Which Wide Receivers Will Score More Touchdowns in 2016?

Mike Evans underperformed in 2015, but math tells us that he could be in store for a big 2016 campaign.

Yesterday, I looked at which wide receivers will score fewer touchdowns in 2016.

Today's article isn't as sad.

The Process

I won't bore you with another analogy that explains why touchdowns in football can be volatile -- if you need the reasoning, go ahead and peep yesterday's article. But I will explain the general process for the study, just in case there are some readers who only want to know which wide receivers are going to improve in the touchdown column, disregarding the guys on the other end of the spectrum.

Charting the relationship between touchdowns and our Net Expected Points (NEP) metric -- which shows how many actual points a player adds for his team (check out more on NEP in our glossary) -- allowed for an analysis of how many touchdowns a player should have scored versus how many touchdowns a player actually scored. To put this another way, because Net Expected Points measures how many points a player actually scored for his team, it's not skewed by a counting statistic like touchdowns -- a touchdown scored from the 1-yard line isn't as impactful as a touchdown scored from the 40.

This, in turn, brought the following chart. This will look similar to the one you saw in yesterday's article, because it's the exact same chart.

Touchdowns vs. NEP, 2015 wide receivers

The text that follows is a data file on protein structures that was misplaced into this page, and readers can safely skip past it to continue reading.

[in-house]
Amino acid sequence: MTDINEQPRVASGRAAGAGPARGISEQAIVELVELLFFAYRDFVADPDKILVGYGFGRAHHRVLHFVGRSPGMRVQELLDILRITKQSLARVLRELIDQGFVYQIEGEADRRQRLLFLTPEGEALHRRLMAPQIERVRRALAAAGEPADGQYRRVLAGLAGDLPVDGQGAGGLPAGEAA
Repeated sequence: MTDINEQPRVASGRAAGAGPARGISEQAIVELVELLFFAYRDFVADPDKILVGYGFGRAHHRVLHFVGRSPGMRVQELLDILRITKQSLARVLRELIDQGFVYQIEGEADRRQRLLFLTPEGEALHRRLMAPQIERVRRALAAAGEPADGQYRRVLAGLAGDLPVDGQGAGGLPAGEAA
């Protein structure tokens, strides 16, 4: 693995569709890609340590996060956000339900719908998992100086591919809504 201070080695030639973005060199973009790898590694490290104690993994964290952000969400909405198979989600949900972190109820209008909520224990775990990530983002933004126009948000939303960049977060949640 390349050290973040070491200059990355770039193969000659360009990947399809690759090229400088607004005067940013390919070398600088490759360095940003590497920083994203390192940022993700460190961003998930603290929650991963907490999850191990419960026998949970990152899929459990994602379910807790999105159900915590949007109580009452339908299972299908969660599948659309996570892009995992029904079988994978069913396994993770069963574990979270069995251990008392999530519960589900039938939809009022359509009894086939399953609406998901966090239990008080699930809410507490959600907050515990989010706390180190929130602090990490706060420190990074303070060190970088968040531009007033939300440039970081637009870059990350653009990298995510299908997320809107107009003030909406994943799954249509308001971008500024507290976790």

What we find with this trendline is the number of touchdowns a player would be expected to score based on his NEP totals. So, if a dude puts up 100 Net Expected Points, we'd generally expect him to score a little under eight touchdowns.

Of course, this isn't to say all wide receivers fit this mold. Some are great in the red zone and have a knack for finding the end zone, like Dez Bryant, placing them consistently above the line. Keep that open mindset as you read on.

2015 Results

Just as I said in yesterday's column, an analysis like this is useless if previous results showed nothing helpful. So, to be transparent, here's a look at the top-10 players who were projected to score more touchdowns in 2015 given their 2014 Reception NEP totals:

Name Reception NEP 2014 TDs TDs/Reception 2015 TDs TDs/Reception
Dwayne Bowe 68.13 0 0.00 0 0.00
Julio Jones 142.69 6 0.06 8 0.06
Vincent Jackson 82.04 2 0.03 3 0.09
Golden Tate 104.80 4 0.04 6 0.07
Kenny Stills 86.87 3 0.05 3 0.11
Larry Fitzgerald 67.09 2 0.03 9 0.08
Rueben Randle 78.23 3 0.04 8 0.14
Julian Edelman 83.67 4 0.04 7 0.11
Markus Wheaton 54.89 2 0.04 5 0.11
Doug Baldwin 67.63 3 0.05 14 0.18

The list of players who were supposed to score fewer touchdowns in 2015
was a little wonky, only because a lot of the players on it ended up seeing a change in team over the offseason. This list, though, is pretty startling.

Among the group above, no wide receiver saw a lower touchdown-to-reception ratio in 2015 when compared to their 2014 rate, but Dwayne Bowe -- who ended up just not seeing playing time -- and Julio Jones did see the exact same rate.

And according to NEP, fantasy football values Larry Fitzgerald, Doug Baldwin and, to a lesser extent, Julian Edelman, were all projected to see big jumps in their receiving scores in 2015. They did -- combined, their 2014 to 2015 touchdown differential was +21.